October 22, 2018
Backpack Advice Every School Aged Child Needs to Know
If you have neck pain caused by whiplash, you may want to visit a chiropractor who can provide many non-surgical treatment options for relief.
Written by Stewart G. Eidelson, MD
Whiplash is an injury to the neck muscles from rapid forward and backward motion of the neck caused by a trauma (eg, a car accident). It can cause acute (short-term) neck pain as well as restricted movement in your neck.
How Does a Chiropractor Diagnose a Whiplash Injury?
The chiropractor evaluates your spine as a whole—even if you go to the chiropractor complaining of neck pain following a trauma. He or she will examine the entire spine because other regions of the spine may be affected (not just your neck).
The chiropractor identifies any areas of restricted joint motion, intervertebral disc injury, muscle spasm, and ligament injury. He or she may use a technique called motion and static palpation—diagnostic techniques that involve touch. Your chiropractor will also feel for tenderness, tightness, and how well your spinal joints move.
Whiplash illustration showing hyperextension and hyperflexion
Whiplash is an injury often affecting the soft tissues of the cervical spine. Sudden and rapid backward (hyperextension) and forward (hyperflexion) of the head and neck can cause acute pain. Photo Source: SpineUniverse.com.
He or she will also analyze how you walk and take note of your posture and spinal alignment. These details will help the chiropractor understand your body’s mechanics and how your spine works, helping with the diagnosis process.
In addition to the chiropractor’s evaluation of your spine, he or she may order an x-ray or an MRI of your spine to evaluate any degenerative changes that may have existed before your whiplash injury. The diagnostic images and results of your physical and neurological evaluation are compared to develop the best treatment plan.
Stages of Whiplash Treatment
Soon after whiplash occurs—in the acute phase—the chiropractor will work on reducing neck inflammation using various therapy modalities (eg, ultrasound). He or she may also use gentle stretching and manual therapy techniques (eg, muscle energy therapy, a type of stretching).
The chiropractor may also recommend you apply an ice pack on your neck and/or a light neck support to use for a short period of time. As your neck becomes less inflamed and the pain decreases, your chiropractor will perform gentle spinal manipulation or other chiropractic techniques to restore normal motion to your neck’s facet joints.
Chiropractic Whiplash Treatments
Your treatment plan depends on the severity of your whiplash injury. The most common chiropractic technique is spinal manipulation. Some spinal manipulation techniques commonly used are:
Flexion-distraction technique: This hands-on technique is a gentle, non-thrusting type of spinal manipulation to help treat herniated discs with or without arm pain. Your whiplash injury may have aggravated a bulging or herniated disc. The chiropractor uses a slow pumping action on the disc instead of direct force to the spine.
Instrument-assisted manipulation: This technique is another non-thrusting technique chiropractors often use. Using a specialized hand-held instrument, the chiropractor applies force without thrusting into the spine. This type of manipulation is useful for older patients who have a degenerative joint syndrome.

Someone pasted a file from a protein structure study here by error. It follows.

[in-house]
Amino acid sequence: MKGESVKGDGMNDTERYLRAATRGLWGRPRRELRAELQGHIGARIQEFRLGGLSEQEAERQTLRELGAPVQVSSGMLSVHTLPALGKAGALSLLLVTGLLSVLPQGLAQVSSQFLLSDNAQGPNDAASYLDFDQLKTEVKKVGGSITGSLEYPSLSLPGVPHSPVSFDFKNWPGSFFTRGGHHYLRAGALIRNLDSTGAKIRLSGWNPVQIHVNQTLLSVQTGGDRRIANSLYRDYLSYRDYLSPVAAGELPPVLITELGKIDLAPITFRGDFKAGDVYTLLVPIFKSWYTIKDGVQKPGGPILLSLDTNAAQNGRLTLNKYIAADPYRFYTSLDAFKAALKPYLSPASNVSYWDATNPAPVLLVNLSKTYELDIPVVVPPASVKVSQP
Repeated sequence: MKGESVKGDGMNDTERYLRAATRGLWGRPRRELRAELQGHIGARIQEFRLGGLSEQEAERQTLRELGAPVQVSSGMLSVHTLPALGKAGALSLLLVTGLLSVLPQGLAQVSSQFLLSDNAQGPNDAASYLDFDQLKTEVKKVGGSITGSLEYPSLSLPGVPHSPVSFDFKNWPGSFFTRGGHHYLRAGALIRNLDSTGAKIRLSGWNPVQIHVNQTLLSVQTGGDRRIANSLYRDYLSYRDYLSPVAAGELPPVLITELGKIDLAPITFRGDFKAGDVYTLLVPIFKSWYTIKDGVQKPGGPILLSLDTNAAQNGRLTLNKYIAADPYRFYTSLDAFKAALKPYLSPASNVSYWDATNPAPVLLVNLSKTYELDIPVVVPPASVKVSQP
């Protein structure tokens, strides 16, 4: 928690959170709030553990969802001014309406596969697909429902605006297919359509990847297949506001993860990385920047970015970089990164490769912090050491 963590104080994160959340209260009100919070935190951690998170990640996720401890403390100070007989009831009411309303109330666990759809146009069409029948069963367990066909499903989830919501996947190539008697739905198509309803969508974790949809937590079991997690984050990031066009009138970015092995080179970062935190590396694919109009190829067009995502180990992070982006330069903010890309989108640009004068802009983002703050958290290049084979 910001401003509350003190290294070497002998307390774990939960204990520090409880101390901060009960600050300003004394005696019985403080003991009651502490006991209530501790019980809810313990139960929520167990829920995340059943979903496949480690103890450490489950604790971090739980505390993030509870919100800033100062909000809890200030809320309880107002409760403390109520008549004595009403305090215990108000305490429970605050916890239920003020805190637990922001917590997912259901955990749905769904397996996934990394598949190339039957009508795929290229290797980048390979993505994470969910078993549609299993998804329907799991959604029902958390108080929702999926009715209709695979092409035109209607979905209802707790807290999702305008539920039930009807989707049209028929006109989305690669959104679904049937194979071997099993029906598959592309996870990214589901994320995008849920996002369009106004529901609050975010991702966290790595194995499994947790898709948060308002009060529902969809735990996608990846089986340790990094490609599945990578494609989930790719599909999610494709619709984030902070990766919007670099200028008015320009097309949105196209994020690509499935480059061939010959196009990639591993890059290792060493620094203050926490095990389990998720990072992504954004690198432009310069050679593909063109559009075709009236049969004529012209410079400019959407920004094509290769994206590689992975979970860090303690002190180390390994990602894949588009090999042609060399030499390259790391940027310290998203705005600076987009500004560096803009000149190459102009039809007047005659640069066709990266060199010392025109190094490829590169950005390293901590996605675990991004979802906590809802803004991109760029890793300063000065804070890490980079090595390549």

Specific spinal manipulation: The chiropractor identifies spinal joints that are restricted or show abnormal motion (called subluxations). Using this technique, he or she will help restore motion to the joint with a gentle thrusting technique. This gentle thrusting stretches soft tissue and stimulates the nervous system to restore normal motion to the spine.
In addition to spinal manipulation, the chiropractor may also use manual therapy to treat injured soft tissues (eg, ligaments and muscles). Some examples of manual therapies your chiropractor may use are:
Instrument-assisted soft tissue therapy: Your chiropractor may use the Graston technique, which is an instrument-assisted technique used to treat injured soft tissues. He or she will perform gentle repeated strokes using the instrument over the injured area.
Manual joint stretching and resistance techniques: An example of a manual joint therapy is muscle energy therapy.
Therapeutic massage: The chiropractor may perform therapeutic massage to ease muscle tension in your neck.
Trigger point therapy: Your chiropractor will identify specific hypertonic (tight), painful points of a muscle by putting direct pressure (using his or her fingers) on these specific points to alleviate muscle tension.
Your chiropractor may also use other therapies to help reduce neck inflammation caused by whiplash. Examples of other therapies your chiropractor may use are:
Interferential electrical stimulation: This technique uses a low frequency electrical current to help stimulate muscles, which can ultimately reduce inflammation.
Ultrasound: By increasing blood circulation, ultrasound can help decrease muscle spasms, stiffness, and pain in your neck. Ultrasound does this by sending sound waves deep into muscle tissues. This creates a gentle heat that increases circulation.
Chiropractors look at the whole person—not just the painful problem. They view neck pain as unique to each patient, so they don’t just focus on your neck pain. They emphasize prevention as the key to good long-term health. In addition to these treatments, your chiropractor may also prescribe therapeutic exercises to help restore normal motion in your spine and reduce whiplash symptoms.
Using these chiropractic techniques, a chiropractor will help you increase your daily activities. He or she will work hard to address any mechanical (how the spine moves) or neurological (nerve-related) causes of your whiplash.